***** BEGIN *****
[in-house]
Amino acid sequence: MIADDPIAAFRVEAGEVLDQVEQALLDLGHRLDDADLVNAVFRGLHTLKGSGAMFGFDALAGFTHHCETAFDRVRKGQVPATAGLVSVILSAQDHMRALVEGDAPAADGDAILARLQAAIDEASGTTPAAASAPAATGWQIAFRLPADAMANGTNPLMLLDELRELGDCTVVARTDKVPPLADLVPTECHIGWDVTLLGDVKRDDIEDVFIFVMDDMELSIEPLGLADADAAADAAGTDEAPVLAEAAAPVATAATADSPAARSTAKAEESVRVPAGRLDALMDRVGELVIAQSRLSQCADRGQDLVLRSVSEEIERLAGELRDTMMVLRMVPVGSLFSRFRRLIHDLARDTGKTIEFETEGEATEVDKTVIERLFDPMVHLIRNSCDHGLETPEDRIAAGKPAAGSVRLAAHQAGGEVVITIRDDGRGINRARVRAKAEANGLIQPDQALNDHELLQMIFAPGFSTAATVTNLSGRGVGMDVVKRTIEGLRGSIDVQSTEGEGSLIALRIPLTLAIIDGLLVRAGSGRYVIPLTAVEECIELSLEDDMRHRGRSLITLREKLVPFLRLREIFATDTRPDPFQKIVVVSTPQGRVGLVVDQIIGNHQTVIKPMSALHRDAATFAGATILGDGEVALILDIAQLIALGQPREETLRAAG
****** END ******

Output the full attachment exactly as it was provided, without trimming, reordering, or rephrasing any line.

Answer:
[in-house]
Amino acid sequence: MIADDPIAAFRVEAGEVLDQVEQALLDLGHRLDDADLVNAVFRGLHTLKGSGAMFGFDALAGFTHHCETAFDRVRKGQVPATAGLVSVILSAQDHMRALVEGDAPAADGDAILARLQAAIDEASGTTPAAASAPAATGWQIAFRLPADAMANGTNPLMLLDELRELGDCTVVARTDKVPPLADLVPTECHIGWDVTLLGDVKRDDIEDVFIFVMDDMELSIEPLGLADADAAADAAGTDEAPVLAEAAAPVATAATADSPAARSTAKAEESVRVPAGRLDALMDRVGELVIAQSRLSQCADRGQDLVLRSVSEEIERLAGELRDTMMVLRMVPVGSLFSRFRRLIHDLARDTGKTIEFETEGEATEVDKTVIERLFDPMVHLIRNSCDHGLETPEDRIAAGKPAAGSVRLAAHQAGGEVVITIRDDGRGINRARVRAKAEANGLIQPDQALNDHELLQMIFAPGFSTAATVTNLSGRGVGMDVVKRTIEGLRGSIDVQSTEGEGSLIALRIPLTLAIIDGLLVRAGSGRYVIPLTAVEECIELSLEDDMRHRGRSLITLREKLVPFLRLREIFATDTRPDPFQKIVVVSTPQGRVGLVVDQIIGNHQTVIKPMSALHRDAATFAGATILGDGEVALILDIAQLIALGQPREETLRAAG